And now as a clinician, I see every day people with cognitive issues and more and more I see their families or people with a family history of dementia that come to my clinic quite worried about their brain health. And they continually ask me what they can do now to prevent future cognitive decline. So cognitive stimulation as Fernando suggested is a key factor risk reduction. So we should talk about that.

Dr Clara Domínguez Vivero:

Today we are going to connect two perspectives on this same topic. They come from very different viewpoints and backgrounds, but are nonetheless inseparable. The first from Pam Montana, who was diagnosed with younger onset Alzheimer’s disease in 2016, and then Elisa Resende, an neurologist and researcher focused on this topic. So Fernando’s going to start with the interviews.

Fernando Peres:

First of all, it’s an honor to have you on board. I’m looking forward to hearing your perspective. But I would love if you could briefly tell the audience a little about your story, Pam.

Pam Montana:

Sure, absolutely. So I worked at Intel for over 16 years and prior to that, I was always in technology. And I was managing a sales organization. And one of the things that I needed to do was to listen to what was going on with the engineers, which I’m not. And make sure that my staff knew what was going on so that they could talk to their customers about what new opportunities there were.

Pam Montana:

And so initially I would just jot down a couple of little notes. And then when in my staff meeting I would go ahead and tell them what was going on. And then as time went on and I think this started in about twenty maybe 14, I realized that I couldn’t hold the information anymore. And so when the technical folks were giving me all the information, I actually had to write down word for word what they were saying. And then that way I could share the information with my staff.

Pam Montana:

So that was like the first thing that happened to me and Alzheimer’s was never on my radar. We don’t have any Alzheimer’s in our family. And then a couple years later, my husband and I were on vacation and I asked him three times in a row where we were going to dinner. And I remember he pulled the car over and he said, “Do you know you’ve asked me that question three times?” And I said, “No.” I thought I had once and where are we going to dinner kind of a thing.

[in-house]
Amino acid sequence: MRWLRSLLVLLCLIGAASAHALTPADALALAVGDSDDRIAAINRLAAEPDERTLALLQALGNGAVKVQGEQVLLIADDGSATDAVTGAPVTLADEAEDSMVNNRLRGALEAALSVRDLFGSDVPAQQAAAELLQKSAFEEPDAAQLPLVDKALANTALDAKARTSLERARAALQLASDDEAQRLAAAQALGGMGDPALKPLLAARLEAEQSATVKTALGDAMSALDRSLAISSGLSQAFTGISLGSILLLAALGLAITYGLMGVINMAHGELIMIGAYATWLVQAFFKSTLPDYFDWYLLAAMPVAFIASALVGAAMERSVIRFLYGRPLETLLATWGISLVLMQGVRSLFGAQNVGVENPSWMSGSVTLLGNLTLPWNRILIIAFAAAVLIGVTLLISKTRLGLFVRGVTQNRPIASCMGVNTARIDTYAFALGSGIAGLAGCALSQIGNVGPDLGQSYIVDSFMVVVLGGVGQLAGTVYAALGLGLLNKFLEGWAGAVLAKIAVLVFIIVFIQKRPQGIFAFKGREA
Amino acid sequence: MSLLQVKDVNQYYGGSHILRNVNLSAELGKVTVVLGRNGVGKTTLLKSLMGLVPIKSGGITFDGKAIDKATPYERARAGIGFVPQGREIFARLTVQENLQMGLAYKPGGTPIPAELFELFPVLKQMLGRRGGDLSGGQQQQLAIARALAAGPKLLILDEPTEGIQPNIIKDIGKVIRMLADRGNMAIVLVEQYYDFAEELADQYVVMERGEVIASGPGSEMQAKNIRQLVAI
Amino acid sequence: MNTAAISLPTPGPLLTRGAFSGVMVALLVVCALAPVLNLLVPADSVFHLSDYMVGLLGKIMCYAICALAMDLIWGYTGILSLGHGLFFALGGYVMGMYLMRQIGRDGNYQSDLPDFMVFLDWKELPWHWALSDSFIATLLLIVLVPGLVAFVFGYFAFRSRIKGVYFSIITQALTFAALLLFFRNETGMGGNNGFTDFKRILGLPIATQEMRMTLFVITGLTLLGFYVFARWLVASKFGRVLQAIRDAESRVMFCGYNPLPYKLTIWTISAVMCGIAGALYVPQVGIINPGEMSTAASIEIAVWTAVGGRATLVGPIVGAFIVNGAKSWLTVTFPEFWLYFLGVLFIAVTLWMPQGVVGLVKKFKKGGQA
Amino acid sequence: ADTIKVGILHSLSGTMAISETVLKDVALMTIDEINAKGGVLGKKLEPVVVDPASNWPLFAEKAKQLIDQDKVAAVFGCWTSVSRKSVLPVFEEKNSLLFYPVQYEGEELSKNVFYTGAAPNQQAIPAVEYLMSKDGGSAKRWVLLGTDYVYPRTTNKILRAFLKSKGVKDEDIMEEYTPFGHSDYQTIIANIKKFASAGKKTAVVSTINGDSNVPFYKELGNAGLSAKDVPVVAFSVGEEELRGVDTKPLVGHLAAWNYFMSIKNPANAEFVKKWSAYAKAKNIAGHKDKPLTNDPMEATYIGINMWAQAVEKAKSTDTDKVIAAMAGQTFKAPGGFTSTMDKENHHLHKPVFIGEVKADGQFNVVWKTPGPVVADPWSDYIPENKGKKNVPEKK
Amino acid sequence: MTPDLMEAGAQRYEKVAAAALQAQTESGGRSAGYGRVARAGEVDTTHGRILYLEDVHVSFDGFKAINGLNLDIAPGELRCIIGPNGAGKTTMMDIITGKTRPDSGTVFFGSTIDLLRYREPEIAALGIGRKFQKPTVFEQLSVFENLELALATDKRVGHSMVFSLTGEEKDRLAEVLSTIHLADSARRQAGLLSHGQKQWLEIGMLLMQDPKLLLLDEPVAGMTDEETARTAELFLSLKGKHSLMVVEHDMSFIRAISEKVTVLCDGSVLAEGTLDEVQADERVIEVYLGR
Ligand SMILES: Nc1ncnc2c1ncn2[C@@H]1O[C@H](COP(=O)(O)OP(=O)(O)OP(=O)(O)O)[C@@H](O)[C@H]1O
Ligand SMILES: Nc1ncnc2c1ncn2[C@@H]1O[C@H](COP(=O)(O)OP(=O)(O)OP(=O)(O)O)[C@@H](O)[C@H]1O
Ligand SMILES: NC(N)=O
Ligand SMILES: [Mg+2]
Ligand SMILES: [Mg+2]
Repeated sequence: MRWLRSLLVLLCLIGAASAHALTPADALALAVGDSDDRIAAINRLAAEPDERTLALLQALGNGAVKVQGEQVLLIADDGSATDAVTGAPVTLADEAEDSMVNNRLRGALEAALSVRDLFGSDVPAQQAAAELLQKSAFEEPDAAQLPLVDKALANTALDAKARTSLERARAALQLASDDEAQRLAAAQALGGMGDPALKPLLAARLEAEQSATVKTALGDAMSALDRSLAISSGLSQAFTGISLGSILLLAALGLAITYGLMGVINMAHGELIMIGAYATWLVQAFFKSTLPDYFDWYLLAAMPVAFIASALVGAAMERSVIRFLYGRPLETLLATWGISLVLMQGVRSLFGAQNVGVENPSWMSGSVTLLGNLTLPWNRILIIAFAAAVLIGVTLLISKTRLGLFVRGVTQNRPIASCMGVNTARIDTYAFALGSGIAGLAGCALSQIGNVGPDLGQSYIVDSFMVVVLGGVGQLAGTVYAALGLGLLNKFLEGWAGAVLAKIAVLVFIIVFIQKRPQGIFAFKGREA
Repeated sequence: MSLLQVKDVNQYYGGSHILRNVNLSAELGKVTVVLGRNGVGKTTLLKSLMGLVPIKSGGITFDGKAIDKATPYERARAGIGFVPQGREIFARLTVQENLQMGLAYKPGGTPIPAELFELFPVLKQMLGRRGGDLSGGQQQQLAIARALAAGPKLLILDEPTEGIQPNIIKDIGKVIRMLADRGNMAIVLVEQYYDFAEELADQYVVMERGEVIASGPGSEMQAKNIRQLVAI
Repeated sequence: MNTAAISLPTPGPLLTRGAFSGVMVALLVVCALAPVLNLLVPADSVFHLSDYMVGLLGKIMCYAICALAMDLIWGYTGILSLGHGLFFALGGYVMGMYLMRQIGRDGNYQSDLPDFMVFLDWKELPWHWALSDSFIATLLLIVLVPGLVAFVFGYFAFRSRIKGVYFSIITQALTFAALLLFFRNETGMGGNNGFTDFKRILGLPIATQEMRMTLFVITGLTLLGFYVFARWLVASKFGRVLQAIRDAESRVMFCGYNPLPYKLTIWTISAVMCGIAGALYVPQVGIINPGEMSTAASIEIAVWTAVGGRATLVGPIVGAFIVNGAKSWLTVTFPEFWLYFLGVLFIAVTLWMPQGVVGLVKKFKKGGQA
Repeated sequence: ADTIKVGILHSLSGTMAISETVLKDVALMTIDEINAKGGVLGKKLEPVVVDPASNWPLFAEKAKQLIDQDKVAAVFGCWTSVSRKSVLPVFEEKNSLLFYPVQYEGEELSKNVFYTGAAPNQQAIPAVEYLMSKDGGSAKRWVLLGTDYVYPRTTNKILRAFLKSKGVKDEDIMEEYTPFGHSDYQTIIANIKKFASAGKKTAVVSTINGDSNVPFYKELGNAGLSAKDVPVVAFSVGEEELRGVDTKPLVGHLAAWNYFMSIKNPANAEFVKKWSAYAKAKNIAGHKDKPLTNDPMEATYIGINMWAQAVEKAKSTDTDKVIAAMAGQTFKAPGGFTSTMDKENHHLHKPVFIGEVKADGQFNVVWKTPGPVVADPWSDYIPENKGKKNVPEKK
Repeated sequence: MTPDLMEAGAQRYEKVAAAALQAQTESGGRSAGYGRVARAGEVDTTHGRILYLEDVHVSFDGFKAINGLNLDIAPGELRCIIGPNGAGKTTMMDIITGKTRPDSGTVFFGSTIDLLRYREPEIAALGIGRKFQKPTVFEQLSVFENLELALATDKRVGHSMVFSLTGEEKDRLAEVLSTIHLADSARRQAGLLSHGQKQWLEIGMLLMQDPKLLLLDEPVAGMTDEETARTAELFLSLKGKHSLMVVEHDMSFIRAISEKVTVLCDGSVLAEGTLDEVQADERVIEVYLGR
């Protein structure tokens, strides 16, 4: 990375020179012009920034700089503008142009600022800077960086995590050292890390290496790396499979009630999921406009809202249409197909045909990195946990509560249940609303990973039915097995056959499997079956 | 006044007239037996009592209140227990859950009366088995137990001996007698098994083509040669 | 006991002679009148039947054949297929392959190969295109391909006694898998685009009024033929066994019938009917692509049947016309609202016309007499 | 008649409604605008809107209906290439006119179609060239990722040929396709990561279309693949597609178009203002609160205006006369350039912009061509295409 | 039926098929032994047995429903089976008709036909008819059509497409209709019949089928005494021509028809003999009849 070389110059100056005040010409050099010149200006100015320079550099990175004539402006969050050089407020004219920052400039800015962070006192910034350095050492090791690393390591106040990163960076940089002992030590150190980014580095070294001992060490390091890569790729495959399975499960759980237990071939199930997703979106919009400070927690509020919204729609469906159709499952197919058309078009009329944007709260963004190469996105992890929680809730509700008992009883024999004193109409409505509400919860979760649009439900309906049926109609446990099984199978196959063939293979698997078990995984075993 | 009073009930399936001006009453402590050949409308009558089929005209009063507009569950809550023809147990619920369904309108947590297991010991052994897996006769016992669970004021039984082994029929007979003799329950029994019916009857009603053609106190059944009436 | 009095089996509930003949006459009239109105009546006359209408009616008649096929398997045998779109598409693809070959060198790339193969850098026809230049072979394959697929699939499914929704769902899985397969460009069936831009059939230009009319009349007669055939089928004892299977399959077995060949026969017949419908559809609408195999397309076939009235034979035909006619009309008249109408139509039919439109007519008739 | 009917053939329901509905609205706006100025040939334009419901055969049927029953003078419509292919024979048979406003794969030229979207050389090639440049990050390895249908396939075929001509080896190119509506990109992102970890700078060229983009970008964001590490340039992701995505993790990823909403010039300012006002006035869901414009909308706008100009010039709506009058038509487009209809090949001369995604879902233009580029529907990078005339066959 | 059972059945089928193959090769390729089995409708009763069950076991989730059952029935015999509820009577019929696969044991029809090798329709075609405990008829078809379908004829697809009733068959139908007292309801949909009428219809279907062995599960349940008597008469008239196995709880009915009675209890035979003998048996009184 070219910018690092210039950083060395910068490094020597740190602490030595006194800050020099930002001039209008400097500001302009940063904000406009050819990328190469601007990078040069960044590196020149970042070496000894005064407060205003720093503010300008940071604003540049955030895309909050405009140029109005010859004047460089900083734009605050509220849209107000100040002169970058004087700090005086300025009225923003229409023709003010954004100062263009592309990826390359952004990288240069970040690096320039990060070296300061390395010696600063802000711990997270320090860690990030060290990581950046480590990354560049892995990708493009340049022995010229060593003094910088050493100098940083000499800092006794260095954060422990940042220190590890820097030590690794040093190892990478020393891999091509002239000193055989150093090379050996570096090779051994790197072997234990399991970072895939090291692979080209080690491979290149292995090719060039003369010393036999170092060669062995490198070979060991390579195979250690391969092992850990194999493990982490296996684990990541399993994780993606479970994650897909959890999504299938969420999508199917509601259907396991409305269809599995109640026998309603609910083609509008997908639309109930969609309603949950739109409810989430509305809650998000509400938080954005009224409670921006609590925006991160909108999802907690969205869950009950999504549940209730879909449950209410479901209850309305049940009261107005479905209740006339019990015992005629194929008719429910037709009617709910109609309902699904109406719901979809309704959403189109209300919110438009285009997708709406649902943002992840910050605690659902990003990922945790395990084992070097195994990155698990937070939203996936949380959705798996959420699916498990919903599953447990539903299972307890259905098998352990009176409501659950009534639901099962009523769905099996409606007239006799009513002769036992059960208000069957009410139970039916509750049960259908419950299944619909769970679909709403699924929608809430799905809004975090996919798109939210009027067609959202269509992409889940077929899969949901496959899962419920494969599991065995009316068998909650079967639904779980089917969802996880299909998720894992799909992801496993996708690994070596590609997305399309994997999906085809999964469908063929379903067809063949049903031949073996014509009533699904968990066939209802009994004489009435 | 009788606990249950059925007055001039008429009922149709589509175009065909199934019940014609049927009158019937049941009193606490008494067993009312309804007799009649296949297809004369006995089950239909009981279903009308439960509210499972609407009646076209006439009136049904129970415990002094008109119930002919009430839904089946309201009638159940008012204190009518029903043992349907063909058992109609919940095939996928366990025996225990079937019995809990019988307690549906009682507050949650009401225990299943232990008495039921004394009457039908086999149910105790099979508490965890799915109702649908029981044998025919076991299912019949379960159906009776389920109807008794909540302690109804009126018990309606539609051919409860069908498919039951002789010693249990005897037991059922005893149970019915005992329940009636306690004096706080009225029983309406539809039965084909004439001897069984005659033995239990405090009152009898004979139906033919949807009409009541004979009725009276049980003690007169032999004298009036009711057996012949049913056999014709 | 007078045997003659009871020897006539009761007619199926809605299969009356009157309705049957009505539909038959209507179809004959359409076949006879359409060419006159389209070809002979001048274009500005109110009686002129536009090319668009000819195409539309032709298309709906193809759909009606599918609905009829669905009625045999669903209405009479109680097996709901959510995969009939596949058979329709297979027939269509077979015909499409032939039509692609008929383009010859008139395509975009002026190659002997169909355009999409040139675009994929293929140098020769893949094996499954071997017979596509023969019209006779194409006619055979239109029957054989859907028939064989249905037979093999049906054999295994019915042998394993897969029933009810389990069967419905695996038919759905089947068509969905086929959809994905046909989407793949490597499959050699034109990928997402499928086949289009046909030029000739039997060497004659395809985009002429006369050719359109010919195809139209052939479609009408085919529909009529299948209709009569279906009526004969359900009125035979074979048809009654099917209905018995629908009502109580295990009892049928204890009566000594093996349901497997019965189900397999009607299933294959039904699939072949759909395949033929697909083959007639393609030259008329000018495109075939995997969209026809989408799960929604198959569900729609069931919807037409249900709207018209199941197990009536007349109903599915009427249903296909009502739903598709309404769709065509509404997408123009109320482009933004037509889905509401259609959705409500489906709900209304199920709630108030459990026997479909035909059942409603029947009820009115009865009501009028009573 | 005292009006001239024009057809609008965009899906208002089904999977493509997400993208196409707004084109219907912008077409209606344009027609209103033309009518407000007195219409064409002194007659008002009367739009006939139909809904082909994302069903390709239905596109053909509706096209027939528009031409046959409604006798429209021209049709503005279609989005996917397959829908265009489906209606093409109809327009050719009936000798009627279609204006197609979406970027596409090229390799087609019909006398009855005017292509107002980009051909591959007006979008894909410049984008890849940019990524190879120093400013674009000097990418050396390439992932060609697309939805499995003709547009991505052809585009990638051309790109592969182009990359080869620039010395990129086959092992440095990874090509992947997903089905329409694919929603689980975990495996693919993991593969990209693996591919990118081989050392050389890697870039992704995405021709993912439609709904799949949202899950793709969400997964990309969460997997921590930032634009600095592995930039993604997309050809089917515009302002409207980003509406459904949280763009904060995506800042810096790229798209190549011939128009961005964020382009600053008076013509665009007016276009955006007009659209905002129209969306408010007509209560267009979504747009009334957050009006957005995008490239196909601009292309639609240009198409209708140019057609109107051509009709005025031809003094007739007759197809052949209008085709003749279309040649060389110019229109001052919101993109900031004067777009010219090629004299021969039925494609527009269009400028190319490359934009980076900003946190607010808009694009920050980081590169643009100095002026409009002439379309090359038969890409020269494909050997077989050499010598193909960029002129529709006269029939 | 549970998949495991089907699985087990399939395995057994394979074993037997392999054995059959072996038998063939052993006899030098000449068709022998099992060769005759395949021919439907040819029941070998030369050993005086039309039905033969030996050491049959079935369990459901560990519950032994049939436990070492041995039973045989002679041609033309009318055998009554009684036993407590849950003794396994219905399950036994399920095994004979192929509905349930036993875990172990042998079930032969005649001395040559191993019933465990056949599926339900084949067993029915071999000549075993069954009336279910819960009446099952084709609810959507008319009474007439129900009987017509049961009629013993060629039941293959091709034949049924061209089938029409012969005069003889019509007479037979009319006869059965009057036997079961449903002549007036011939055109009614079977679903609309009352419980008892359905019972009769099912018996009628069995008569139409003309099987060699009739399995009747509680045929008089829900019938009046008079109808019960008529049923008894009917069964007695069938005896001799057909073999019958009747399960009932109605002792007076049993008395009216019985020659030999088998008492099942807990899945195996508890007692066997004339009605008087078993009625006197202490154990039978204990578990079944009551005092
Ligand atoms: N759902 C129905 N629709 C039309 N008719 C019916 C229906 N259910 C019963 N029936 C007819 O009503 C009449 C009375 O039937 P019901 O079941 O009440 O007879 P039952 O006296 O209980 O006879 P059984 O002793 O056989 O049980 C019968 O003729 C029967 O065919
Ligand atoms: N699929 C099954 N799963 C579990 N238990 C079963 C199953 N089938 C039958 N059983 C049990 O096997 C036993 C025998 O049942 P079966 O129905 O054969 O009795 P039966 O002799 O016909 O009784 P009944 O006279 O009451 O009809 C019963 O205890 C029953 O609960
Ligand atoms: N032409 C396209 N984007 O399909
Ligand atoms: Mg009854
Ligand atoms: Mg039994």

Pam Montana:

So that started us down the path of trying to figure out what was going on with me. And because I’m so verbal and chatty and just been in sales my entire life. I’m a huge extrovert. A lot of people dismissed me even when I went to my doctor, my GP to tell him that things were changing. And I told him this story I just mentioned, he said to me, “Well, you don’t look like you have Alzheimer’s.” And I was like, “Okay, I don’t know anything about Alzheimer’s what’s it supposed to look like?” So that was like a big blow to me.

Pam Montana:

But anyway long story short, then I did get directed to the neurologist and then I did get referred to UC San Francisco Memory and Aging Center. And they’re the ones that helped me. They gave me the radioactive dye and they looked at my brain and I got my diagnosis in 2016.

Fernando Peres:

Well, as you know this podcast is focused on cognitive stimulation. Can you tell us about how prior to your diagnosis, you kept cognitively active either through your education work or like my grandma for instance, did you have hobbies like crossword puzzles or literature in your life before the diagnosis?

Pam Montana:

Yeah. I’ve always been, I’ll say crafty. I’ll use that word. I always have… I’ve knitted a lot. I actually made all my clothes and clothes for my children growing up. So I am kind of, I’ll say crafty. I’m not great at it, but knitting and sewing and cross stitch and things like that. So I’ve been doing that for a while and then I’m an avid reader. So I do believe that reading, whether it’s on audible or a book, I think that that really does stimulate your brain. And then I’m super active. I’ve always been active and I like to get out and about and have traveled all over the world and like to get my body pumping. So that helps my brain.